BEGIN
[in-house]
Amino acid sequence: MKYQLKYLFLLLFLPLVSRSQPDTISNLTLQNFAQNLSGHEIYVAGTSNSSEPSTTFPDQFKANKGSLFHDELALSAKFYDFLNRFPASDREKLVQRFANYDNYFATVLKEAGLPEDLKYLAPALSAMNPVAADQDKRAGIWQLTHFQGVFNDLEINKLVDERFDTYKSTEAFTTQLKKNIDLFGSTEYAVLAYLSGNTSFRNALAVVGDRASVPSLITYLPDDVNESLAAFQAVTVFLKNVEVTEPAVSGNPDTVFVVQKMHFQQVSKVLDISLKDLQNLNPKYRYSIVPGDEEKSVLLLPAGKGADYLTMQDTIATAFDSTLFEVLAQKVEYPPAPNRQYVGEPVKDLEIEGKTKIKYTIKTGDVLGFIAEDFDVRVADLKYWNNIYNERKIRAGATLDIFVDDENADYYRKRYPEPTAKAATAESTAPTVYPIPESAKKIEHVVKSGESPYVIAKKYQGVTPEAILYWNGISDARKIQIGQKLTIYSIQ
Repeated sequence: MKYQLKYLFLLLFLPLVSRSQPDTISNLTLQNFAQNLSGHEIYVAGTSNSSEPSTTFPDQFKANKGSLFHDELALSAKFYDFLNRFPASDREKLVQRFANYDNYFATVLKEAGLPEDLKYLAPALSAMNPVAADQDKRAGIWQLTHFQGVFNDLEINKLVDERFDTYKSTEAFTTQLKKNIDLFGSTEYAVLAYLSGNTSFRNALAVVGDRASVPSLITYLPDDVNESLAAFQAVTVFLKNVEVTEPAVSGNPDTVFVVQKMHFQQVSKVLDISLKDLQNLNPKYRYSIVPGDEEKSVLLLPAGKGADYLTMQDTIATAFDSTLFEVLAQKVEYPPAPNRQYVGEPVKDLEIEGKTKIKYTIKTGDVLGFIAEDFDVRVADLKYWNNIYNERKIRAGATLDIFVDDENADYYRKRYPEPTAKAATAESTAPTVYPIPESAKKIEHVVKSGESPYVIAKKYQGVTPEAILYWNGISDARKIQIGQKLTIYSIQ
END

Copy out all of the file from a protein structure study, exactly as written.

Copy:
[in-house]
Amino acid sequence: MKYQLKYLFLLLFLPLVSRSQPDTISNLTLQNFAQNLSGHEIYVAGTSNSSEPSTTFPDQFKANKGSLFHDELALSAKFYDFLNRFPASDREKLVQRFANYDNYFATVLKEAGLPEDLKYLAPALSAMNPVAADQDKRAGIWQLTHFQGVFNDLEINKLVDERFDTYKSTEAFTTQLKKNIDLFGSTEYAVLAYLSGNTSFRNALAVVGDRASVPSLITYLPDDVNESLAAFQAVTVFLKNVEVTEPAVSGNPDTVFVVQKMHFQQVSKVLDISLKDLQNLNPKYRYSIVPGDEEKSVLLLPAGKGADYLTMQDTIATAFDSTLFEVLAQKVEYPPAPNRQYVGEPVKDLEIEGKTKIKYTIKTGDVLGFIAEDFDVRVADLKYWNNIYNERKIRAGATLDIFVDDENADYYRKRYPEPTAKAATAESTAPTVYPIPESAKKIEHVVKSGESPYVIAKKYQGVTPEAILYWNGISDARKIQIGQKLTIYSIQ
Repeated sequence: MKYQLKYLFLLLFLPLVSRSQPDTISNLTLQNFAQNLSGHEIYVAGTSNSSEPSTTFPDQFKANKGSLFHDELALSAKFYDFLNRFPASDREKLVQRFANYDNYFATVLKEAGLPEDLKYLAPALSAMNPVAADQDKRAGIWQLTHFQGVFNDLEINKLVDERFDTYKSTEAFTTQLKKNIDLFGSTEYAVLAYLSGNTSFRNALAVVGDRASVPSLITYLPDDVNESLAAFQAVTVFLKNVEVTEPAVSGNPDTVFVVQKMHFQQVSKVLDISLKDLQNLNPKYRYSIVPGDEEKSVLLLPAGKGADYLTMQDTIATAFDSTLFEVLAQKVEYPPAPNRQYVGEPVKDLEIEGKTKIKYTIKTGDVLGFIAEDFDVRVADLKYWNNIYNERKIRAGATLDIFVDDENADYYRKRYPEPTAKAATAESTAPTVYPIPESAKKIEHVVKSGESPYVIAKKYQGVTPEAILYWNGISDARKIQIGQKLTIYSIQ